http://www.rferl.org/Tensions are mounting in a southern Pakistani town after Islamic fundamentalists dug up the grave of a Hindu man. Police said on October 8 that the unrest in the town of Pangrio in the southern Sindh Province flared after an Islamist party, Ahle Sunaat Wal Jamaat, objected to the burying of a Hindu man in a Muslim graveyard. Local police chief Shaukat Ali Khatian said a Muslim crowd dug up the body and dragged it through the streets of Pangrio. Hindus and Muslims have coexisted in Sindh for centuries. They have lived side by side and shared graveyards but the rise of Islamist extremists in rural Sindh has inflamed tensions. The province is home to most of Pakistan's small Hindu community. They number an estimated 2 million among a population of 180 million.
Khyber Teaching Hospital (KTH) Communication Officer Farhad Khan told The Express Tribune the two people infected with the disease were brothers Muhammad Bilal, 26 and Bakht Jamal, 20, both residents of Gulbahar. Khan said the brothers were administered treatment and their condition is stable. He added 38 patients with dengue fever had been brought to the hospital from across the province. According to the Khyber-Pakhtunkhwa Health Department, 340 patients are still admitted in various hospitals, while 30 people have died. According to official records, 7,242 cases of dengue have been confirmed from Swat, 112 from Mardan, 223 from Malakand, 111 from Lower Dir, 48 from Shangla, 31 from Mansehra, 20 from Buner, 18 from Abbottabad and five from Haripur. However, according to the district health office in Mingora, 81 new cases of the disease were reported by late Wednesday evening, increasing the total count to 8,040.
The Human Rights Commission of Pakistan (HRCP) on Wednesday criticised the Election Commission of Pakistan for not being fair with the issues faced by the minority voters and candidates. HRCP Director I. A. Rehman, launching the report titled, ‘Religious minorities in elections – equal in law not in practice’ said that extra efforts needed to be made by the political parties and the system to enhance the participation of minorities in election process. “Many reports of malpractices have been filed by the candidates belonging to minority communities at the election commission, but not much has been done for them,” Mr Rehman added. While lauding the joint electoral system, he said that the political parties still have to show maturity and field more candidates at general seats, “This has not done even in constituencies where the minorities are in a sizeable number.’ The report was based on the study of six national assembly constituencies, five in Sindh and one in Punjab. The report highlights that the voting pattern shows that the minorities have been voting on party lines and not on religious lines. But he added that there have been reports of prejudice, threats and structural problems faced by the minority members. “We have reports from certain areas that pamphlets were distributed by religious elements directing people not to vote for the candidate of minority community at general seat,” the Director HRCP added, “But no action has been taken against the persons by the authorities.” The report also highlights the security problems faced by the candidates of minority communities, but Mr Rehman also added that most of the issues were localised. “These oppositions were mainly class based and not based on religious grounds” he added and said there are reports that the upper class Hindus do not want to give chance to lower class Hindus to become politically active. Meanwhile, Hussain Naqi, senior member HRCP said that if the situation has to be change the Election Commission has to be more proactive in this regard. “They only had one liner policy statement for the minorities and that was - ECP will think about minorities in net five years.” Mr Naqi also criticised the policy makers of the country for distorting the history and said that the key role played by Christians in establishment of Pakistan has been deleted from the history books. “The key role by Christians in Punjab to get the province vote in favour of Pakistan has been forgotten – this is bad and it should not happen,” he added.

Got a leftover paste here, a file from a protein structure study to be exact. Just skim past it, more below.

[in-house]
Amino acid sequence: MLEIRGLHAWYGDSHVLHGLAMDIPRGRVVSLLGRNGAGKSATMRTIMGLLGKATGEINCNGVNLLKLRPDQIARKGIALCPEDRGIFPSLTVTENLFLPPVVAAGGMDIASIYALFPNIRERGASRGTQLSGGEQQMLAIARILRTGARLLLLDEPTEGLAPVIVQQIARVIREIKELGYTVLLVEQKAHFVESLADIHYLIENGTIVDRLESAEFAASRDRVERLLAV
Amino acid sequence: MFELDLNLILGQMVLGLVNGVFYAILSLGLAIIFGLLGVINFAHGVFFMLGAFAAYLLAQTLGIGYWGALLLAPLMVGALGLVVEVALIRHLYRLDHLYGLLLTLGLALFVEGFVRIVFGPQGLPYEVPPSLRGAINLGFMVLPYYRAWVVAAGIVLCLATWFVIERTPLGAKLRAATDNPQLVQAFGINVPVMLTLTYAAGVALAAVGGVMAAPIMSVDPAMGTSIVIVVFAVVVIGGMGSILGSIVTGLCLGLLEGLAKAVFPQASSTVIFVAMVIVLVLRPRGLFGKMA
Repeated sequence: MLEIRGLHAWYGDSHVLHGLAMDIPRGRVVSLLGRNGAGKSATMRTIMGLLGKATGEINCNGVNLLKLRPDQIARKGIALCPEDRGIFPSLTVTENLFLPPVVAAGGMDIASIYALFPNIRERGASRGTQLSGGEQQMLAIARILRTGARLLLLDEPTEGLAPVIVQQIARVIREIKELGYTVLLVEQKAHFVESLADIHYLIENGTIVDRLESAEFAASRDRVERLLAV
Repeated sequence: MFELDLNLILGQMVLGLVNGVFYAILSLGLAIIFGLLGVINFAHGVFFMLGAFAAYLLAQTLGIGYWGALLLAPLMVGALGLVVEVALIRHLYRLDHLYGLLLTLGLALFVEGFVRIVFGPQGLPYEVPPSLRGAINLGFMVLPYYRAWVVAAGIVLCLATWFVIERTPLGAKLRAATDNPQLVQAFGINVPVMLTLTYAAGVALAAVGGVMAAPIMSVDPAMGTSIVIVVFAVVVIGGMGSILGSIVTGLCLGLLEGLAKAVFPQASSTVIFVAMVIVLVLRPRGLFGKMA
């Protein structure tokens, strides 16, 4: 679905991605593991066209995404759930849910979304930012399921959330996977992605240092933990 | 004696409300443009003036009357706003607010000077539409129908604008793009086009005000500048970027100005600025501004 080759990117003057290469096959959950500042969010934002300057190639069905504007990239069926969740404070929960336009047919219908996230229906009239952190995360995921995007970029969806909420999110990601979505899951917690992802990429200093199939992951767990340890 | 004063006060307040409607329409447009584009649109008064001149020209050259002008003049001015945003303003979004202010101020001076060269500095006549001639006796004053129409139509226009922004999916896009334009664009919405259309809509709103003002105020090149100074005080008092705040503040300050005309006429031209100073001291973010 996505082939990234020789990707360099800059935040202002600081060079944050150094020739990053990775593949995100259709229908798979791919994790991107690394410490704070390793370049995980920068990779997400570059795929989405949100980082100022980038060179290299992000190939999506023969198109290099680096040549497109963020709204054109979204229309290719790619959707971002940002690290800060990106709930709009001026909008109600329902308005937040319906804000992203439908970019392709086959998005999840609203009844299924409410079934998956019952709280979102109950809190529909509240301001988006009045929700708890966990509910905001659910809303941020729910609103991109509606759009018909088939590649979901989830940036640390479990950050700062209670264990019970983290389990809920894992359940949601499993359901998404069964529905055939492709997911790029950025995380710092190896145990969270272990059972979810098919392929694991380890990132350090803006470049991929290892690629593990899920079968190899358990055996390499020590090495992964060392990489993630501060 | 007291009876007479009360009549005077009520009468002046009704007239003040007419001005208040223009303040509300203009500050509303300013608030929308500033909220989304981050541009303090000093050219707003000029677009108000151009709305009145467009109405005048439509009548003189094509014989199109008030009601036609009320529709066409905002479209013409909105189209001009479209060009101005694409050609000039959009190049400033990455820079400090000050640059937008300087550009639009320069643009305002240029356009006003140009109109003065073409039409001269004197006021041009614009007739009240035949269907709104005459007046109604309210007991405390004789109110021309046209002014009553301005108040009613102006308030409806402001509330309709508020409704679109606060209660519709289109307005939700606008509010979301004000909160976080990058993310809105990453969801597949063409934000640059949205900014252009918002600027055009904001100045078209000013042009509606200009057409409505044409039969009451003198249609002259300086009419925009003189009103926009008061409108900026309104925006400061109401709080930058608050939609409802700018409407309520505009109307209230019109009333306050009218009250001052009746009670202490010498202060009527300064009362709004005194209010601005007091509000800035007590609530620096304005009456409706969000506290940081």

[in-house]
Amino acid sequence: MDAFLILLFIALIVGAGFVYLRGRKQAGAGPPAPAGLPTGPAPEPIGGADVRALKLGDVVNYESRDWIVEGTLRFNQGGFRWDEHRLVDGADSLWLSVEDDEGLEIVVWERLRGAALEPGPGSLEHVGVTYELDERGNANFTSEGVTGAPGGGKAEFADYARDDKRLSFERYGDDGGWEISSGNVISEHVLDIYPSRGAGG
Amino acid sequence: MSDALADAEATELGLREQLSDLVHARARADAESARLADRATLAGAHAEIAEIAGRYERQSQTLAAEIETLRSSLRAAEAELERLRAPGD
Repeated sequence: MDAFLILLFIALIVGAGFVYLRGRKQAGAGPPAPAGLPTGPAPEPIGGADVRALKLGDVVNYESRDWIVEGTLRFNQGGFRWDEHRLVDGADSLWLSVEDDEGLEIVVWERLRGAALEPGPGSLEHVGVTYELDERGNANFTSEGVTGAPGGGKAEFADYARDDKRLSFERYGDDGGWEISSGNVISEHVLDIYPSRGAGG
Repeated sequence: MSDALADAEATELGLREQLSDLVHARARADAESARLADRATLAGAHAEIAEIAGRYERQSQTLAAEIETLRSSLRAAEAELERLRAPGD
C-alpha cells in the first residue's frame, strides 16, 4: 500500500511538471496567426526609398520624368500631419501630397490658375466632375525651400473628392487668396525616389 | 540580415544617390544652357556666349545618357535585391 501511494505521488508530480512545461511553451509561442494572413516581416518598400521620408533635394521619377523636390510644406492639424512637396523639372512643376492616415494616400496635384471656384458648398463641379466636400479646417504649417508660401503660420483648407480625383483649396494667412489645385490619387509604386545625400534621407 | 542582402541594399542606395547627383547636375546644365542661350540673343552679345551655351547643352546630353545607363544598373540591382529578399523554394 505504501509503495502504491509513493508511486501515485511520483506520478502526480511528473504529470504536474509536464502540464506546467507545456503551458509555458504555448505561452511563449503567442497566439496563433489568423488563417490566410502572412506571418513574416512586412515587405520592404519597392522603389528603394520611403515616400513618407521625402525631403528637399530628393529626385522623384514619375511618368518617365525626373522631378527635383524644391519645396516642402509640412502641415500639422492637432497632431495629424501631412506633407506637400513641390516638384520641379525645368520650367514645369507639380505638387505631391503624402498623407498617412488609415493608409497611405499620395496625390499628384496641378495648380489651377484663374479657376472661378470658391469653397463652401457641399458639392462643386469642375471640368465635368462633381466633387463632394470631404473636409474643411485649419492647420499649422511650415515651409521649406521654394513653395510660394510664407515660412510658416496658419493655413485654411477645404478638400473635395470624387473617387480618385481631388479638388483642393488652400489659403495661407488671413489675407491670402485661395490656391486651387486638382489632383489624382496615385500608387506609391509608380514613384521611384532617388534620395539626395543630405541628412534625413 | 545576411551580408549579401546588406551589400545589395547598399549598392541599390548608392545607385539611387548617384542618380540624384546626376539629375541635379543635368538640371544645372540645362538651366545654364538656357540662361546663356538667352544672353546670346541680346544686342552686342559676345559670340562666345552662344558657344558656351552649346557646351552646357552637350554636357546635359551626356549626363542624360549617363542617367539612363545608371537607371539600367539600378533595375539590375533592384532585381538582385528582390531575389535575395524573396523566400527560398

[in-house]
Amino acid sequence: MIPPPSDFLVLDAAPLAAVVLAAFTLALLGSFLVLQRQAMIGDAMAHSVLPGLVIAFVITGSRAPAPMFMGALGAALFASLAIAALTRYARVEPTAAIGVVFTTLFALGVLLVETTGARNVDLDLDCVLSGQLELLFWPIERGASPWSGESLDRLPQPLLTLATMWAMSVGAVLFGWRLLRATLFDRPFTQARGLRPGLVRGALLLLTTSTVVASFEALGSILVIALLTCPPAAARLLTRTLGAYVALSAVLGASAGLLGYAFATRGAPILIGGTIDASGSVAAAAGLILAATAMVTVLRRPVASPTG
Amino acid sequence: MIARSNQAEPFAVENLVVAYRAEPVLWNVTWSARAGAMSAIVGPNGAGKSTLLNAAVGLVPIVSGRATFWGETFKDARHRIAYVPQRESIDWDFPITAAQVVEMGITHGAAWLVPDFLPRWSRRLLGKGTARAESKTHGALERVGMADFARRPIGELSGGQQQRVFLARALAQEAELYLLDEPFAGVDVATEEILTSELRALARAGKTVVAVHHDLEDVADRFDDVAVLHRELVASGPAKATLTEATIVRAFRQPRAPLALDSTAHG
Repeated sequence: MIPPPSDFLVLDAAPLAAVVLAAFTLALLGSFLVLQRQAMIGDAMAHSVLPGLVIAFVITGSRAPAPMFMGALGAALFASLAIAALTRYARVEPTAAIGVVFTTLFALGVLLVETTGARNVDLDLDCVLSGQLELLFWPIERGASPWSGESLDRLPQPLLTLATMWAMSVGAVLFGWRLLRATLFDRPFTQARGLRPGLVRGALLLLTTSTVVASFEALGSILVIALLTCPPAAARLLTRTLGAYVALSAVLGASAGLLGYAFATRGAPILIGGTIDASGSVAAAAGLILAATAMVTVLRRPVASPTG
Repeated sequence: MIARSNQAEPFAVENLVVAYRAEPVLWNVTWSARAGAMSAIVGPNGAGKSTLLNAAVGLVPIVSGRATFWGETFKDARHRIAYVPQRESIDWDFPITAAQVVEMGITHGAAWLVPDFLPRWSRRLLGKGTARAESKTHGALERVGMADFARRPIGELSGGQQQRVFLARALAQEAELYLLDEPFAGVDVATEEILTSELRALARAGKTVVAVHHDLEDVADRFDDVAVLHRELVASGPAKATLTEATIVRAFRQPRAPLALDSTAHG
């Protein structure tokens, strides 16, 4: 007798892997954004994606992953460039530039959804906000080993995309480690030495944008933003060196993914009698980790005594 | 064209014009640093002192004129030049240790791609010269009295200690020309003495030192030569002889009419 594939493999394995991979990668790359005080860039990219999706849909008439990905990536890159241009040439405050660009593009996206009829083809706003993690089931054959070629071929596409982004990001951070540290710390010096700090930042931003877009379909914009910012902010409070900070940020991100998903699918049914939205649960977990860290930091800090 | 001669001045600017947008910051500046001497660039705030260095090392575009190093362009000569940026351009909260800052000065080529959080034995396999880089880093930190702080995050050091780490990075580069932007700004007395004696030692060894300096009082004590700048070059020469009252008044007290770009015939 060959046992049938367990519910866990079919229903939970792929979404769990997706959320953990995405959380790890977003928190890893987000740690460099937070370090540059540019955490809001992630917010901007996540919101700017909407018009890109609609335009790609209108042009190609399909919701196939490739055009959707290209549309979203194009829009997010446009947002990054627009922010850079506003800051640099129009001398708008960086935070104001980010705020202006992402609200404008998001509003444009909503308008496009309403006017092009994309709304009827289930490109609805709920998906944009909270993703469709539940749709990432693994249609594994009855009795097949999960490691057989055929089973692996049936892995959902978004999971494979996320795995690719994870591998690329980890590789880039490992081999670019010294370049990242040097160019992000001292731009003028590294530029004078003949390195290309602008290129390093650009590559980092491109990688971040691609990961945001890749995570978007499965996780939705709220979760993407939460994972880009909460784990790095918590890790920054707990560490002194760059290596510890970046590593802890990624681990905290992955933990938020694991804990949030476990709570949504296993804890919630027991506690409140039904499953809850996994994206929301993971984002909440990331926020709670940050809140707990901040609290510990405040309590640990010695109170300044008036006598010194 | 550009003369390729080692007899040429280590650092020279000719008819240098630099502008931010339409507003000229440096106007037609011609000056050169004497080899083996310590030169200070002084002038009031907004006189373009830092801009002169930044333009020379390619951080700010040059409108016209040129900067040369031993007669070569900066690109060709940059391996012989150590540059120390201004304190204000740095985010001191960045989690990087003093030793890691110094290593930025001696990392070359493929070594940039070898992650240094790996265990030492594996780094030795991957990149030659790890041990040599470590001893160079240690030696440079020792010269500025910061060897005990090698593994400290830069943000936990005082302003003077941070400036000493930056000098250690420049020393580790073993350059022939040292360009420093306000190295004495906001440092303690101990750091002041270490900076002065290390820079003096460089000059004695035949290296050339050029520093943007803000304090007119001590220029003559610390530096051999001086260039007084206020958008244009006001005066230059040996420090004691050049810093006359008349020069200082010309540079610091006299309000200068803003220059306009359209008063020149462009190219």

By DECLAN WALSH- A Pakistani court granted bail on Wednesday to Pervez Musharraf, the country’s former military ruler, clearing the way for him to leave the country as early as Thursday, his lawyers said. Mr. Musharraf, 70, has been under house arrest at his villa outside Islamabad since April, facing criminal charges in three cases related to his nine years in power, from 1999 to 2008. The prospect of a former army chief facing potential imprisonment appeared, for a time, to signal new limits to the unofficial immunity from prosecution that Pakistan’s top generals have long enjoyed. Mr. Musharraf had already been granted bail in two of the three cases, and the decision on Wednesday to grant bail in the third — related to the death of Akbar Khan Bugti, a Baluch nationalist leader killed in a military operation — opens the door for him to avoid prosecution entirely. Mr. Musharraf’s lawyers said that his bail payment of $20,000 could be processed as early as Thursday morning; he could then leave Pakistan immediately. Ahmad Raza Khan Qasuri, the vice president of Mr. Musharraf’s political party, the All Pakistan Muslim League, said that Mr. Musharraf might go to see his 90-year-old mother. “He’s a free person — he can go out whenever he likes,” Mr. Qasuri said in a telephone interview. “His mother, who is a very aged lady, lives in Dubai. He might go tomorrow or the day after to see her. But his base will continue to be in Islamabad.” Still, Mr. Musharraf has rebuffed previous entreaties from his advisers, and from senior military leaders, to leave Pakistan, particularly if doing so would prevent him from returning to fight his battles in court. Aides say that Mr. Musharraf, a former commando with a famous stubborn streak, insists on clearing his name and does not want to spend his retirement in exile. But for the military, his case has become an unwelcome distraction, complicating relations among the army, the civilian government and the courts, and raising the prospect of a troubling precedent. Mohammed Amjad, secretary general of Mr. Musharraf’s party, told reporters outside his home that if Mr. Musharraf leaves Pakistan, it will be only temporarily. “He will not escape from Pakistan,” Mr. Amjad said. Mr. Musharraf has been detained at his luxurious farmhouse outside Islamabad rather than in prison for security reasons, following Taliban threats to his life. Aides say he has been confined to two rooms in the house, which has a swimming pool and sweeping lawns, and has had limited access to his friends and family. Still, in a country where senior military officers are generally considered to be above the law, the sight of a former military ruler facing justice in a civilian court is a startling novelty. Besides the three current criminal cases, Mr. Musharraf faces potential treason charges over his role in suspending the Constitution in 2007, though few analysts believe that the government of Prime Minister Nawaz Sharif is likely to go ahead with those charges. Mr. Musharraf was disqualified from running in the general election in May, in which his party performed poorly. More generally, few Pakistanis have shown much enthusiasm for returning him to power. One factor in Mr. Musharraf’s present calculation might be the position of his nemesis, Chief Justice Iftikhar Muhammad Chaudhry, whom he tried to fire in 2007. With Mr. Chaudhry due to retire in December, analysts say that Mr. Musharraf might be waiting until then to decide whether his long-term future lies in or out of Pakistan.